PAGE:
How to breathe better: the lost art of breathing right
Updated: Jan 18
featuring physician and co-founder of Breathe Pilates (@breathepilatessg) Deborah Wong
"Breathing is the commonality that binds us all, regardless of who we are and what we do. It is also the one thing that many of us do wrongly."
In my previous life, I was a physician who had to constantly check how my patients were breathing with a stethoscope. In my current life, I am a Pilates instructor who teaches her students how and when to breathe. Two very different lives that emphasize the same thing: how we breathe. Breathing is the commonality that binds us all, regardless of who we are and what we do. It is also the one thing that many of us do wrongly. I know, I know - the idea of not breathing properly seems a bit ridiculous. After all, shouldn’t it come as naturally as… breathing? You’d think that after a lifetime of doing it, we’d all be experts.
To check if you’re breathing correctly, place one hand on your chest and the other on your abdomen (just below your belly button) and inhale from your nose. The hand on your abdomen should rise about an inch each time you inhale and fall about an inch each time you exhale. The hand on your chest should rise slightly too, in concert with your abdomen. This is because our diaphragm tightens, flattens and moves downwards when we inhale, sucking air into our lungs. When the diaphragm moves downwards, it pushes our abdominal contents down, forcing the abdominal wall outwards. Some people feel the hand on their abdomen cave inwards when they breathe. This is known as vertical breathing or chest breathing. When you breathe vertically, your shoulders and torso stretch up vertically when you inhale and go back down when you exhale; repeating this movement overtime can strain your shoulders and neck, causing tension and tightness over time.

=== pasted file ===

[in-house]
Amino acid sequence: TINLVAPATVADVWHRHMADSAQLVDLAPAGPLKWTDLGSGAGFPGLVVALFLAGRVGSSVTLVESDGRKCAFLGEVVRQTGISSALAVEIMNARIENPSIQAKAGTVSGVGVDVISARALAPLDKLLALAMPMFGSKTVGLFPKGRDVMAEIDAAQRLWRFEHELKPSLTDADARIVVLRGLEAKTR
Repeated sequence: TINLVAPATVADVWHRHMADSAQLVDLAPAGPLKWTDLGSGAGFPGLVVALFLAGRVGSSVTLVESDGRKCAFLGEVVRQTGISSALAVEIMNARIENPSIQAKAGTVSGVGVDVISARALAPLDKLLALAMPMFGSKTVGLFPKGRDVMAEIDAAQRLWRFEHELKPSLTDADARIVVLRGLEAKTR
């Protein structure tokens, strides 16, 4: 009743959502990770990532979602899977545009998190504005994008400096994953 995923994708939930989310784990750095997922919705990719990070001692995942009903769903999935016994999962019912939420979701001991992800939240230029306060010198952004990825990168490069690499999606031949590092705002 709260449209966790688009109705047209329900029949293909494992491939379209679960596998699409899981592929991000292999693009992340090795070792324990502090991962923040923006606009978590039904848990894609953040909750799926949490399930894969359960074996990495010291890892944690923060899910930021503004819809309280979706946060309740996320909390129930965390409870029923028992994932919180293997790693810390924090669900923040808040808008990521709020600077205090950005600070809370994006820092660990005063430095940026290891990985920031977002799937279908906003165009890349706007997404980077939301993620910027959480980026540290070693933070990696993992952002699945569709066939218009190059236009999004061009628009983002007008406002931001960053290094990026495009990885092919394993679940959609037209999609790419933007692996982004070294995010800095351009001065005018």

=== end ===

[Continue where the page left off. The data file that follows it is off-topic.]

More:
We are all born with the instinctive ability to breathe correctly until we lose it when we’re about five years old. The moment we start going to school, sitting at desks for long periods of time and moving less is the moment our breathing patterns start to change. When we spend prolonged periods of time sitting with bad posture like rounded shoulders and our heads perched forward, the muscles in our neck and chest tightens, which increases resistance when breathing and decreases diaphragm function, resulting in shallow chest breathing. Being part of a body image-obsessed culture that celebrates flat stomachs can also affect the way we breathe. Some people who feel self-conscious of their stomachs moving outwards may contract their stomach muscles and breathe vertically instead. Wearing tight clothing can also have the same effect on breathing patterns.
Breathing properly prevents unnecessary tightness in your chest and neck. It also massages the organs that run through your diaphragm like your vagus nerve, which elicits a relaxation response when it’s stimulated - this is the reason breathing is such a big part of meditation. And finally, when you breathe out correctly, you activate your core, which is why we tend to exhale during the part of the Pilates movement that requires the most effort. Proper exhalation generates the most support from the core, which can stabilise the spine during exercise. This breath pattern is also used in other sports like weightlifting. This is why breathing is one of the main principles of Pilates. It’s the first thing people learn when they come for a class. But breathing is something that everyone, not just Pilates practitioners, should know how to do. After all, breathing is a fundamental bodily function that literally keeps us alive. If it’s important enough that our bodies have to do it every second of every day, it’s important enough to do properly.